Thu. May 23rd, 2024

With violent rhetoric, Trump fights electric vehicles to defeat Biden in Michigan

By 37ci3 Apr9,2024



One issue at the heart of Joe Biden’s presidency, which former President Donald Trump has zeroed in on with increasingly violent rhetoric, could have a major impact in a critical battleground: the effort to accelerate the U.S. transition from gas-powered to electric vehicles.

For Biden combination subsidies for to strengthen electric car manufacturing, new federal standards aimed at further cutting emissionsinvestments charging infrastructure and tax credits Promoting the purchase of electric vehicles is on par with his most ambitious industrial policy and climate change agenda. He has visited many times assembly lines of electric cars and newly built battery plants he and his administration announced new jobs on their agenda increased and increased its share Americans are now driving electric cars.

However, Trump and many of his allies are horrified by the agenda, particularly in Michigan, a longtime center of the American auto industry. severe Conditions, warning of the potential for massive job losses and railing against the means prohibits costsit requires an electrical infrastructure that in many places does not yet exist and does not yet exist fulfill the same possibilities like its gas-powered peers.

According to the Bureau of Labor Statistics, auto manufacturing jobs are growing and the sticker prices of some electric models are starting to come down. But the Biden administration recently cut off his target for an electric car adoption From 67% to about half that amount by 2032, amid the pullback of car labor and management.

The fight is likely to take place in the hotly contested state of Michigan, as well Georgiahas a purple state took billions in electric vehicle investments by automakers. In fact, many of them plants related to new electric vehicles which have opened in recent years red states whom South Carolina and Kentuckywhere state and local legislators there is it sounded their boost to local economies – and where weak union protection allows for lower labor costs.

Major automakers and other industry players largely accept the transition to electric vehicles as inevitable—one they want to accept. Rather than a disaster, they see it as a necessary step not only to combat climate change, but also to protect their own interests.

There is still Trump warned about policies It will cause a “bloodbath” in the US economy, “kill” the auto industry and cause “usurpation” of jobs. At an immigration event in Grand Rapids, Michigan last week, Trump repeatedly criticized Biden’s electric car incentives, calling them “one of the dumbest.” [decisions] I’ve ever heard of’ and predicted they would A boon for Chinese and Mexican automakers.

“Isn’t it a shame to play away from our strength?” he pointed to the oil and gas reserves in the United States and promised to “end” this policy immediately. “And we’re playing to their strengths by doing that.”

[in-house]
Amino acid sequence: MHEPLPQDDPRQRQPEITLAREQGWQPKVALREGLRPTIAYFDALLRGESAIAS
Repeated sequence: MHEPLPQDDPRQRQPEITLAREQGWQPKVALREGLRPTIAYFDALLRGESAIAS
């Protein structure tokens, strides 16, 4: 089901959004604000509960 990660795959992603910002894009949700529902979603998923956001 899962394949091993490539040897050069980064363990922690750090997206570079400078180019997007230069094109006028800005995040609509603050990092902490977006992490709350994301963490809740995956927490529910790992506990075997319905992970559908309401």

Senator Mallory McMorrow, a Democrat from the state of Michigan, said that she was disappointed with the way Trump and other Republicans reacted to this issue. “This change will take time,” he said, acknowledging that electric vehicles remain too expensive for many consumers and that the EV supply chain is still a work in progress.

But not continuing the transition is “not an option,” he added, pointing to other countries phasing out vehicles with internal combustion engines.

“If Donald Trump can convince workers that we have a choice not to make the switch, then you’re going to get to the point where our automakers are going to go out of business because they won’t have any more customers to sell to. especially in the global market,” he said. “It’s hard to understand this nuance.”

Republicans who spoke to NBC News said it’s not that they don’t have any problems with electric vehicles, but that they feel the Biden administration is rushing this part of the economy too quickly, especially before the power grid and infrastructure is fully ready to handle it. he

“There’s a very high level of skepticism among the people I’ve talked to and interacted with about the sustainability of electric vehicles taking over our transportation system in the near future,” said Sen. Ed McBroom of Michigan, a Republican.

Polls found mixed opinions and a distinct partisan divide over the turnout. A Pew Research Center survey revealed last year 59% of US adults opposed a phase-out of new gasoline-powered vehicles by 2035, up from 51% in 2021. adults supported it, although the number of Republicans and Democrats who opposed it increased since 2021.

Gallup conducted a survey last month and 7% of Americans say they own an electric vehicle, according to data released Monday. But now fewer Americans say they might consider buying an electric car, down from 43% to 35% a year ago. There was also a significant partisan breakdown, with Republicans 42 points more likely than Democrats and 22 points more likely than independents to say they would not buy an electric car.